Within the next two weeks, officials in York and Antelope Counties will be reviewing pipeline resolutions and zoning requirements that will ultimately determine how protected the land, water, and people of their counties are in the event that TransCanada receives a presidential permit to build the Keystone XL. You can take action today by sending an email to support the York county actions, http://boldnebraska.org/york-resolution.
It is absolutely imperative that these counties pass strong zoning regulations.
The pipeline industry has worked hard to legitimize the idea that pipelines are sufficiently regulated—in reality, this assertion hides many nuances of pipeline regulation. Most importantly, pipeline regulations are riddled with gaps that leave much to be desired in terms of pipeline safety. According to the Pipeline and Hazardous Material Safety Administration’s (PHMSA) own mandate, federal pipeline safety standards are “written as the minimum performance standards, setting the level of safety to be attained and allowing the pipeline operators discretion in achieving that level.” The federal government expects states and local governments to fill in these gaps in regulation to the extent that they see fit. PHMSA emphasizes the importance of “partnership” between the federal government and local bodies in regulating pipelines, and in reality, the short-staffed agency relies heavily upon these partners.
Of critical relevance to the decisions that the York and Antelope County Boards will be making, PHMSA’s regulations do nothing to guide pipeline companies in the siting of their pipelines (except in High Consequence Areas). That responsibility falls to the state, and counties are more than able to put into place their own zoning requirements. It truly is the responsibility of local governments to install these types of siting requirements—if they do not, then no one will. As evidenced by their lack of siting regulations, PHMSA primarily focuses on structural aspects of the pipeline, not on the safe routing of pipelines. Implicitly then, PHMSA’s strategy is not to avoid risks but to try to mitigate them through engineering requirements that hopefully are sound enough to prevent spills from occurring.
I feel the need to repeat: It is absolutely imperative that Antelope and York Counties pass strong zoning regulations.
I say this both out of common sense and because the results of my senior thesis give statistical evidence to support increased attention to pipeline safety at the local level. The main focus in my research was on the impact regulations above and beyond the federal standard have in preventing pipeline spills, but I also looked at the impact other factors have in increasing or decreasing spill rates. My results demonstrate three very important things that are pertinent to York and Antelope Counties as they decide whether or not to approve strong zoning requirements:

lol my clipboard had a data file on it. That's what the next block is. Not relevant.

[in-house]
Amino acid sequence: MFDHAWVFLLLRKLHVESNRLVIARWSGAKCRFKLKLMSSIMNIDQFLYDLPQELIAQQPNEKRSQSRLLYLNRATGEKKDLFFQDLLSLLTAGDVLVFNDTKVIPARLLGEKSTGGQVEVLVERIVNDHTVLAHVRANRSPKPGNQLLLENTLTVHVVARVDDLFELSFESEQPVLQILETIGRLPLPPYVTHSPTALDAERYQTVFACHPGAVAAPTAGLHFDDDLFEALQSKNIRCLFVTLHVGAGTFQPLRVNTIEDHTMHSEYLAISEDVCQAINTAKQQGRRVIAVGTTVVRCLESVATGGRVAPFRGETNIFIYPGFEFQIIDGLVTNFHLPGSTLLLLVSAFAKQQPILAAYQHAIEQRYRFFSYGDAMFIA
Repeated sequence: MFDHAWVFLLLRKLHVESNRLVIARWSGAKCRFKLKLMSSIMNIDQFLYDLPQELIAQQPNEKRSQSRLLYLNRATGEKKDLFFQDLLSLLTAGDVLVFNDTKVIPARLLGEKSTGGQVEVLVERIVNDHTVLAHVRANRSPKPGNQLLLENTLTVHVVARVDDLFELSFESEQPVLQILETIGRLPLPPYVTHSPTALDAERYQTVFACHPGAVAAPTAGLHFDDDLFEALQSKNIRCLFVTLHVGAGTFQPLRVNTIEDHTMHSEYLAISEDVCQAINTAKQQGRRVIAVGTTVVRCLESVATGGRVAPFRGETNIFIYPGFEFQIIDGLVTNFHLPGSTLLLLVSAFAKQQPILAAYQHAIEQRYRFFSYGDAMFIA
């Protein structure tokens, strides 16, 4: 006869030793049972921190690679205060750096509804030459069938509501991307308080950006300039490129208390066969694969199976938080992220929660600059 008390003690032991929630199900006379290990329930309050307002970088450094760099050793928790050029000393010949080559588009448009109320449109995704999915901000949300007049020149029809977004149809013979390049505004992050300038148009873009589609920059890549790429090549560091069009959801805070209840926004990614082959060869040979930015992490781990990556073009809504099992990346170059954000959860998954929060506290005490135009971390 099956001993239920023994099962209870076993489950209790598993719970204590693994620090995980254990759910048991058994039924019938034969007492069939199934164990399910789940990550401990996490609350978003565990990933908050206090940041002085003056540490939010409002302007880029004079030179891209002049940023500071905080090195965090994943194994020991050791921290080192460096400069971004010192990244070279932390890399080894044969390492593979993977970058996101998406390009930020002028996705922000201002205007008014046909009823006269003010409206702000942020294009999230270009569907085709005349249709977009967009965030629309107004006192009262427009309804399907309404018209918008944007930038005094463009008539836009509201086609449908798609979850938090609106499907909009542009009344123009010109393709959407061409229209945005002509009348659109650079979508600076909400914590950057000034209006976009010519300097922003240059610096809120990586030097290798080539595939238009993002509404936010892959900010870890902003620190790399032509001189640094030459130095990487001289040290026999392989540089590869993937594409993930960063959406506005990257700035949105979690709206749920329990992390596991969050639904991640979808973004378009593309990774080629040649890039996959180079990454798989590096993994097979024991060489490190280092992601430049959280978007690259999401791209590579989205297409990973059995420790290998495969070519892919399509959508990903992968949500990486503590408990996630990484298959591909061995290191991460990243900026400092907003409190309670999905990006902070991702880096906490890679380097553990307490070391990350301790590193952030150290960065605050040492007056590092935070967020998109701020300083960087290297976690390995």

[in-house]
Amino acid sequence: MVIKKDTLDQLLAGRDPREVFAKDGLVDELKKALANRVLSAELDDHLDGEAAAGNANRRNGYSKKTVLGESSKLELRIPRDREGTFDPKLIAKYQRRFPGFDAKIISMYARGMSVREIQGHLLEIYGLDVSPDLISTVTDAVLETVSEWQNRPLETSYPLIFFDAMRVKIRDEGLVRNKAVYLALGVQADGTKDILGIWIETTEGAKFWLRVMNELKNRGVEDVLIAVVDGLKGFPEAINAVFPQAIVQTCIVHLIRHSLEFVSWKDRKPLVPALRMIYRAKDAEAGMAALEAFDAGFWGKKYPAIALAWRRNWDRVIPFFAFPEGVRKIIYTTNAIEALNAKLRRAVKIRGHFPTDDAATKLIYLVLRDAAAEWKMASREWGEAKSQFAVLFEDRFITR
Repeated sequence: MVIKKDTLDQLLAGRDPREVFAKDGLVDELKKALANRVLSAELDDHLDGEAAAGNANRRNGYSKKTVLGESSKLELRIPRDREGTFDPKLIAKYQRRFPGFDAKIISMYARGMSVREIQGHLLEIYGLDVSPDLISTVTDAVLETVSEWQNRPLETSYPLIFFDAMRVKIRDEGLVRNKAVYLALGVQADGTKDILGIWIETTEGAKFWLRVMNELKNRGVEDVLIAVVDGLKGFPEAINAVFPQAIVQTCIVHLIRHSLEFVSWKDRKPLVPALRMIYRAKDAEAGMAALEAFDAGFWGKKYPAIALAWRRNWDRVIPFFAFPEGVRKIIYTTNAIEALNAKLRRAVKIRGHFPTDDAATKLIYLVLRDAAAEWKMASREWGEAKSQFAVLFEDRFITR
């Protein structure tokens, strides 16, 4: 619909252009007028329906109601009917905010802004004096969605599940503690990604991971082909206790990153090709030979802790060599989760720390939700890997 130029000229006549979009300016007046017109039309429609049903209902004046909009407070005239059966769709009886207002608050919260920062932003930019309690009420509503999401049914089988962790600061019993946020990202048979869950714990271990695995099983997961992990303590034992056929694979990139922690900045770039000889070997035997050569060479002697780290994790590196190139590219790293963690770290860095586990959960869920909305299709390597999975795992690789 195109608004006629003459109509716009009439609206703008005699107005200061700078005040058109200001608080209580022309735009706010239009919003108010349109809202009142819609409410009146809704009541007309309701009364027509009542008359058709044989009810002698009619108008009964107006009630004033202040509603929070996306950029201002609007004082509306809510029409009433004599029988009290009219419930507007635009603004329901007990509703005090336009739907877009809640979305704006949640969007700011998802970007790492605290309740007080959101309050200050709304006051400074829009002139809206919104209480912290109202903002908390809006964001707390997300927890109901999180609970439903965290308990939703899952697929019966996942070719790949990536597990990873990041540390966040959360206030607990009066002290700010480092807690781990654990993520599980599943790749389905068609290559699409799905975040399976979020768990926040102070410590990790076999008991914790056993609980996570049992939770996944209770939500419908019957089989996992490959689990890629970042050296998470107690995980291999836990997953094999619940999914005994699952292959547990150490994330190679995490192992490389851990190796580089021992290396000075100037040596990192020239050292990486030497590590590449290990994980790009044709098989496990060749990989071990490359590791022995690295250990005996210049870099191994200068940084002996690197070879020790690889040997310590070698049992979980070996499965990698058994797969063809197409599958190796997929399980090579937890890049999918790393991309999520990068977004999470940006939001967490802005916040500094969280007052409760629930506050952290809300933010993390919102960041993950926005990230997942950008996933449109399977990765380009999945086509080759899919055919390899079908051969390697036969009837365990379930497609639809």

- Regulations above and beyond federal standards do in fact decrease spill rates of pipelines
- Pipelines built in areas where they will be submerged by water are nearly 43% more likely to spill than pipelines built through solid soil
- Hazardous liquid pipelines (like the KXL) are much more likely to spill than natural gas pipelines—this could be because they are not as tightly regulated as natural gas pipelines and because of the inherent nature of hazardous liquids (for context, my study looked at natural gas pipelines and hazardous liquid pipelines. Hazardous liquid pipelines include “petroleum, petroleum products, or anhydrous ammonia.” For a greater detailed overview of my study, read here, and if you have further questions email me at email@example.com).
The second should inform the Boards that at least one portion of these zoning requirements should be strongly focused on protecting water. This pipeline, and any other, should absolutely not be allowed to sit in water. We have been saying all along that this pipeline should not be allowed through the Ogallala Aquifer because the impact of a spill into the aquifer would be extremely devastating. But we now know that the risk of a spill even occurring in the first place is greater if the pipeline is built through these high water tables.
The result demonstrating the higher propensity of hazardous liquid lines to spillage simply demonstrates that the KXL needs to be taken seriously at the local level because as part of a larger class of hazardous liquid pipelines, it is not adequately regulated at the federal level.
York and Antelope Counties, and the other counties along the route, have the power to do what PHMSA does not—take a risk avoidance approach to the KXL. Relying on structural integrity of pipelines has not gone well for people living with pipelines running through their property. In addition to several major, well-publicized spills like the tar sands spills in the Kalamazoo River and in the Mayflower, Arkansas suburbs, there were over 1,000 pipeline spills in 2011 alone. In the absence of sound structural integrity, the best we can do is try to avoid the greatest risks. Looking only at the results of my study, I can say that this means not building the pipeline through water. But it undoubtedly also means not building it through corrosive soils, or near a family’s back door. As I’ve already said it twice, and third time’s the charm:
It is absolutely imperative that Antelope and York Counties pass strong zoning regulations.
Information for attending the York County Commissioner’s Meeting is located here. Please send an email to the York County Board in support of regulations and resolution opposing tarsands pipelines. You can read more about the resolution here.
Information for attending the Antelope County Zoning Board’s Public Hearing is located here.
(For more information as to how I conducted the study, read here, and if you have further questions email me at firstname.lastname@example.org).